Netflix transitions to HTML5, moves away from Microsoft Silverlight

Online video provider Netflix (NASDAQ: NFLX) is accelerating its transition to HTML5-based streaming, a move that should improve load times for viewers and make 4K video streaming easier to deliver.

The SVOD service announced on its tech blog Tuesday that HTML5 streaming is available in the Safari browser on OS X Yosemite, an Apple operating system still in beta testing and scheduled to launch this fall.

It's also available on IE 11 for Windows 8.1, Netflix's Anthony Park and Mike Watson said in the blog post. Netflix made the switch from Microsoft's Silverlight to HTML5 in the latest Internet Explorer browser version last fall.

For users, HTML5 streaming on their Macs or PCs means they will no longer need to download a plugin to view Netflix movies and TV series.

VentureBeat reports that Netflix was able to make the change for Safari because Apple implemented all three HTML5 Premium Video Extensions in OS X Yosemite.

"We're especially excited that Apple implemented the Media Source Extensions (MSE) using their highly optimized video pipeline on OS X," Park and Watson wrote.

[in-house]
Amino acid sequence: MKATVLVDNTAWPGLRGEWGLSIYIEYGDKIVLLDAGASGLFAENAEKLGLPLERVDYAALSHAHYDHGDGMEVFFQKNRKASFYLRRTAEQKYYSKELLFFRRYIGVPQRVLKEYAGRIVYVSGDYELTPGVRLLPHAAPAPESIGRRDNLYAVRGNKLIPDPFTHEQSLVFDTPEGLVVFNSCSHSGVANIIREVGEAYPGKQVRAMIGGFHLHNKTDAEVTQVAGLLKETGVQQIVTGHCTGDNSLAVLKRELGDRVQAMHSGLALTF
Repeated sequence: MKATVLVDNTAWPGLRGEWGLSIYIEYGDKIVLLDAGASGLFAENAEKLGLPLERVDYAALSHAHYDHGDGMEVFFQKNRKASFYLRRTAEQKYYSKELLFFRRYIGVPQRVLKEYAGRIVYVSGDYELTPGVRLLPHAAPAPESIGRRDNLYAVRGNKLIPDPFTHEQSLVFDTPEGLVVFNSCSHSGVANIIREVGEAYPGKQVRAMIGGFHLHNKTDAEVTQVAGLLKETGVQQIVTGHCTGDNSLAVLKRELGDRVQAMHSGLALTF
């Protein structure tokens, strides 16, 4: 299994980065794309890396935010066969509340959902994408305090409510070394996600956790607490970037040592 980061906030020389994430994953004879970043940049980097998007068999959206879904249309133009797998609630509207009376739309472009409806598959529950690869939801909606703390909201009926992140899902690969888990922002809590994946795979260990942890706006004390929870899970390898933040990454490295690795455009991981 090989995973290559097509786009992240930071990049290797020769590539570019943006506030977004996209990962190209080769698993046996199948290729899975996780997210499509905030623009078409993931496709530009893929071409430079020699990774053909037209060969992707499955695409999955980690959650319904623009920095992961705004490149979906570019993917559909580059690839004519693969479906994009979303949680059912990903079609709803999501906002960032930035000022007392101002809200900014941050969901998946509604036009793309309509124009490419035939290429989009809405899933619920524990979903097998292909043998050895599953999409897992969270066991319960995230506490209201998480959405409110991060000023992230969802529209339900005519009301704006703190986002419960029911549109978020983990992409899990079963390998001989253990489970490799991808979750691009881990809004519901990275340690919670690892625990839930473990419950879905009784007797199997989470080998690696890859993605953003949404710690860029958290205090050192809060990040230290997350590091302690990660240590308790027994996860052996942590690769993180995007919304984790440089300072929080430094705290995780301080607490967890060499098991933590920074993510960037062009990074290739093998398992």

But HTML5 has its downside: It's not the most secure technology.

"HTML5 provides far more access to the computer's resources than its predecessor. It offers capabilities like location awareness, local data storage, graphics rendering and system information queries, which are built in and quite powerful," James Lyne, director of technology strategy for Sophos, wrote in a company blog post about the software's security risks.

The increased capabilities make life easier for users, but mean that HTML5 browsers contain much more sensitive data in order to accomplish tasks more easily--making the browser a direct gateway to user data.

"The enhancements are great, but they radically change the attack model for the browser," Lyne added.

To that end, Park and Watson said, Apple also implemented two security features: Encrypted Media Extensions (EME) to protect premium content and Web Cryptography API (WebCrypto) to encrypt and decrypt data between the JavaScript application and Netflix's servers.

Google Chrome and Mozilla Firefox are most likely the next targets for Netflix's HTML5 transition, the VentureBeat article said.

For more:
- VentureBeat has this story
- see this Netflix tech blog post
- see this Sophos post

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